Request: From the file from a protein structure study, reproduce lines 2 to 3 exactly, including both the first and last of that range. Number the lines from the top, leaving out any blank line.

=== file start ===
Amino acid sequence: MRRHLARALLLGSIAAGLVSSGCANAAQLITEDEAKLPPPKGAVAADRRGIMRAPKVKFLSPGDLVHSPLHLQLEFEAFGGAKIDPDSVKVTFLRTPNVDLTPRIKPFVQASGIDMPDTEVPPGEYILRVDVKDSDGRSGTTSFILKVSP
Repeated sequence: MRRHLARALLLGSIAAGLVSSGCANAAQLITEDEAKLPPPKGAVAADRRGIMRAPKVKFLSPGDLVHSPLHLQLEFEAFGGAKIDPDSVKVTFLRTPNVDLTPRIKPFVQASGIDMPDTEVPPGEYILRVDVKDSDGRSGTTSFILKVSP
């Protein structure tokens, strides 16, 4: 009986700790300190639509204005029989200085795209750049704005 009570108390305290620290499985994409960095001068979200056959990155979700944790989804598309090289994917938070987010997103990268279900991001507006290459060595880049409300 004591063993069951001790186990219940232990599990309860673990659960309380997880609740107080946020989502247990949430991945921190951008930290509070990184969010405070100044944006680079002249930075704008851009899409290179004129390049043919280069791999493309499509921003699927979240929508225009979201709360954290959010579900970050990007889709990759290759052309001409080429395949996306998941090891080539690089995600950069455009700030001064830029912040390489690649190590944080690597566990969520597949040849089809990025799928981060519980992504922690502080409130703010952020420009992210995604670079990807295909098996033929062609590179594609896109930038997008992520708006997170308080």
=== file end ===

Repeated sequence: MRRHLARALLLGSIAAGLVSSGCANAAQLITEDEAKLPPPKGAVAADRRGIMRAPKVKFLSPGDLVHSPLHLQLEFEAFGGAKIDPDSVKVTFLRTPNVDLTPRIKPFVQASGIDMPDTEVPPGEYILRVDVKDSDGRSGTTSFILKVSP
């Protein structure tokens, strides 16, 4: 009986700790300190639509204005029989200085795209750049704005 009570108390305290620290499985994409960095001068979200056959990155979700944790989804598309090289994917938070987010997103990268279900991001507006290459060595880049409300 004591063993069951001790186990219940232990599990309860673990659960309380997880609740107080946020989502247990949430991945921190951008930290509070990184969010405070100044944006680079002249930075704008851009899409290179004129390049043919280069791999493309499509921003699927979240929508225009979201709360954290959010579900970050990007889709990759290759052309001409080429395949996306998941090891080539690089995600950069455009700030001064830029912040390489690649190590944080690597566990969520597949040849089809990025799928981060519980992504922690502080409130703010952020420009992210995604670079990807295909098996033929062609590179594609896109930038997008992520708006997170308080």